C h r i s t i a n  K e y s
O r i g i n a l  W o r d s  N o t e s

-Christ: Means anointed One (anointed of the Father to be Lord of all);-the One who came to Earth in the physical body of Jesus for reasons of bringing mankind into the God family

-come: Various OG & OH words used (see Strong's Concordance for original meaning for word in question in whatever verse)

-contrite, contrition: Occurs in OT only; means 'crushed, crumbled, collapsed, bruised, sincere remorse for wrongdoing; repentance' in some places and in Isaiah 66:2 means 'smitten'. See 'Abased'. 

-covenant(s): Means 'agreement'. The word is used with reference to God's revelation of himself in the way of promise or of favour to men. Thus God's promise to Noah after the Flood is called a covenant (Genesis 9; Jeremiah 33:20, "my covenant"). God's covenant consists wholly in the bestowal of blessing -Isaiah 59:21; Jeremiah 31:33,34. God is a good God.

-conversation: In the New Testament means 'conduct' except in Philippians 3:20 where the original is 'commonwealth of citizens'. In the Old Testament, it means 'manner', 'moral character', 'road', 'pathway'.

-crucifixion: This was regarded as the most horrible form of death, and to a Jew it would acquire greater horror from the curse in Deuteronomy 21:23. 
    This punishment began by subjecting the sufferer to scourging. In the case of our Lord, however, his scourging was rather before the sentence was passed upon him and was inflicted by Pilate for the purpose, probably, of exciting pity and procuring his escape from further punishment -Luke 23:22; John 19:1. 
    The condemned one carried his own cross to the place of execution, which was outside the city, in some conspicuous place set apart for the purpose. Before the nailing to the cross took place, a medicated cup of vinegar mixed with gall and myrrh (the sopor) was given, for the purpose of deadening the pangs of the sufferer. Our Lord refused this cup -Matthew. 27:34. The sponge full of vinegar, sour wine, posca, the common drink of the Roman soldiers, which was put on a hyssop stalk and offered to our Lord in contemptuous pity (Matthew. 27:48; Luke 23:36), he tasted to allay the agonies of his thirst -John 19:29,30. The accounts given of the crucifixion of our Lord are in entire agreement with the customs and practices of the Roman in such cases. He was crucified between two "malefactors" and was watched by a party of four soldiers (John 19:23; Matthew 27:36,54), with their centurion. The "breaking of the legs" of the malefactors was intended to hasten death, and put them out of misery (John 19:31); but the unusual rapidity of our Lord's death (John 19:33) was due to his previous sufferings and his great mental anguish. He literally died of a broken heart, alone, God having taken the Holy Spirit from Him (Mark 15:34) in order that He be made guilty (2Corinthians 5:21), in order that He be made a curse (Galatians 3:13) for all those who couldn't keep the Mosaic Law perfectly (everybody) and who would need to live by His faith.-Galatians 2:20.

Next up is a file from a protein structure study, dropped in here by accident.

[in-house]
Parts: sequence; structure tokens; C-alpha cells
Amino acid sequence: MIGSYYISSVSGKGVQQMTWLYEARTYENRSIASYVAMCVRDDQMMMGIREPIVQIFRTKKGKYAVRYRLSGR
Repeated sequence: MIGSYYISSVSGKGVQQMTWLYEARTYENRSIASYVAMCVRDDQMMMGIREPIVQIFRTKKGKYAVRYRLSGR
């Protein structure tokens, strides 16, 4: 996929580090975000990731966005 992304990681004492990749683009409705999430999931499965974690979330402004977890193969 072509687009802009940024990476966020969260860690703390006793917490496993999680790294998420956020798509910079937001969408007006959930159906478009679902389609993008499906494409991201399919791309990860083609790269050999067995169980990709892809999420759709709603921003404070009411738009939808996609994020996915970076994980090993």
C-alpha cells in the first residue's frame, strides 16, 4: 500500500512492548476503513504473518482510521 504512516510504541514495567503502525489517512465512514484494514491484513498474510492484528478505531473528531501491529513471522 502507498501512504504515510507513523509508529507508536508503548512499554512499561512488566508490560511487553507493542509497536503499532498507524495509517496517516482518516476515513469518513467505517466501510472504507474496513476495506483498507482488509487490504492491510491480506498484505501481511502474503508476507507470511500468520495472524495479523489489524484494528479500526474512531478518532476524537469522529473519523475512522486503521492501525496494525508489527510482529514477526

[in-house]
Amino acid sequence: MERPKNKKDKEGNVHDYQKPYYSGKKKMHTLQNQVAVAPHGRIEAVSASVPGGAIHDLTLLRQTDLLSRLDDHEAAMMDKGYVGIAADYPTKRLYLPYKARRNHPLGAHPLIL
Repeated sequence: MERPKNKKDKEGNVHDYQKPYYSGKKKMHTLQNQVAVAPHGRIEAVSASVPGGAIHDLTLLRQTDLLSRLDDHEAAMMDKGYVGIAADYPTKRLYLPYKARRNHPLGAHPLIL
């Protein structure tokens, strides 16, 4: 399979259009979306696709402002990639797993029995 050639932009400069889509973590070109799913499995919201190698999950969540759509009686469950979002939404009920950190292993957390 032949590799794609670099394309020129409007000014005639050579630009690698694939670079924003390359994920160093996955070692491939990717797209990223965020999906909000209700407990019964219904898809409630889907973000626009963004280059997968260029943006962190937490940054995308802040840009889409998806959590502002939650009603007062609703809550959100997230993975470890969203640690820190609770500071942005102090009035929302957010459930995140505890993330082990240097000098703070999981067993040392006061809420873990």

A flowing of blood and water poured from the wound made by the soldier's spear -John 19:34. Our Lord uttered seven memorable words from the cross, namely, (1) Luke 23:34; (2) 23:43; (3) John 19:25,26; (4) Matthew. 27:46; (5) John 19:28; (6) 19:30; (7) Luke 23:46. 
 

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